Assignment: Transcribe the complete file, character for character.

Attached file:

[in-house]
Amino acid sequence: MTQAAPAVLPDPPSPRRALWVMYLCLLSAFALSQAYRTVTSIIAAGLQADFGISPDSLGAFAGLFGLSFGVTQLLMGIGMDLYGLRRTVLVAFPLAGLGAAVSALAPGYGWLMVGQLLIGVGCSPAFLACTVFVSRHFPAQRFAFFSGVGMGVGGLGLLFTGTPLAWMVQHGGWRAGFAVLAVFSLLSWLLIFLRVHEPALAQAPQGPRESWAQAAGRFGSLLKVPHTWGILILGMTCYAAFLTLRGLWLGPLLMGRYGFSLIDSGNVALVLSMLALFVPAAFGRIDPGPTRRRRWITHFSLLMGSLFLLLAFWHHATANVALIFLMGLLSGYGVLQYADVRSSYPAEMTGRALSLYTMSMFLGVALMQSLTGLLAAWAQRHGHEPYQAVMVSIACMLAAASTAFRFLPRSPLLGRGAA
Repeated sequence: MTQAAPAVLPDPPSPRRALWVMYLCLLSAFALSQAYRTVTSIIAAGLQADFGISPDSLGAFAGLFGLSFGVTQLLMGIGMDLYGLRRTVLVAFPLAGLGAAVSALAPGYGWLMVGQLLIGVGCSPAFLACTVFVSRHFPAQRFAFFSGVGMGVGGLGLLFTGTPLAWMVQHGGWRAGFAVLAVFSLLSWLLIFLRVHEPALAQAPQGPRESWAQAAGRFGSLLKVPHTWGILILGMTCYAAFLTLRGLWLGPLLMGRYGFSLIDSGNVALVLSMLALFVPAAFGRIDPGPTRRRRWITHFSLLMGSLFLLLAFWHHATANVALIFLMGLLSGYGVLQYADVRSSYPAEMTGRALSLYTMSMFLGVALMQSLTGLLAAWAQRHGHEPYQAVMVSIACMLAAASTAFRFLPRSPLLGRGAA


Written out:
[in-house]
Amino acid sequence: MTQAAPAVLPDPPSPRRALWVMYLCLLSAFALSQAYRTVTSIIAAGLQADFGISPDSLGAFAGLFGLSFGVTQLLMGIGMDLYGLRRTVLVAFPLAGLGAAVSALAPGYGWLMVGQLLIGVGCSPAFLACTVFVSRHFPAQRFAFFSGVGMGVGGLGLLFTGTPLAWMVQHGGWRAGFAVLAVFSLLSWLLIFLRVHEPALAQAPQGPRESWAQAAGRFGSLLKVPHTWGILILGMTCYAAFLTLRGLWLGPLLMGRYGFSLIDSGNVALVLSMLALFVPAAFGRIDPGPTRRRRWITHFSLLMGSLFLLLAFWHHATANVALIFLMGLLSGYGVLQYADVRSSYPAEMTGRALSLYTMSMFLGVALMQSLTGLLAAWAQRHGHEPYQAVMVSIACMLAAASTAFRFLPRSPLLGRGAA
Repeated sequence: MTQAAPAVLPDPPSPRRALWVMYLCLLSAFALSQAYRTVTSIIAAGLQADFGISPDSLGAFAGLFGLSFGVTQLLMGIGMDLYGLRRTVLVAFPLAGLGAAVSALAPGYGWLMVGQLLIGVGCSPAFLACTVFVSRHFPAQRFAFFSGVGMGVGGLGLLFTGTPLAWMVQHGGWRAGFAVLAVFSLLSWLLIFLRVHEPALAQAPQGPRESWAQAAGRFGSLLKVPHTWGILILGMTCYAAFLTLRGLWLGPLLMGRYGFSLIDSGNVALVLSMLALFVPAAFGRIDPGPTRRRRWITHFSLLMGSLFLLLAFWHHATANVALIFLMGLLSGYGVLQYADVRSSYPAEMTGRALSLYTMSMFLGVALMQSLTGLLAAWAQRHGHEPYQAVMVSIACMLAAASTAFRFLPRSPLLGRGAA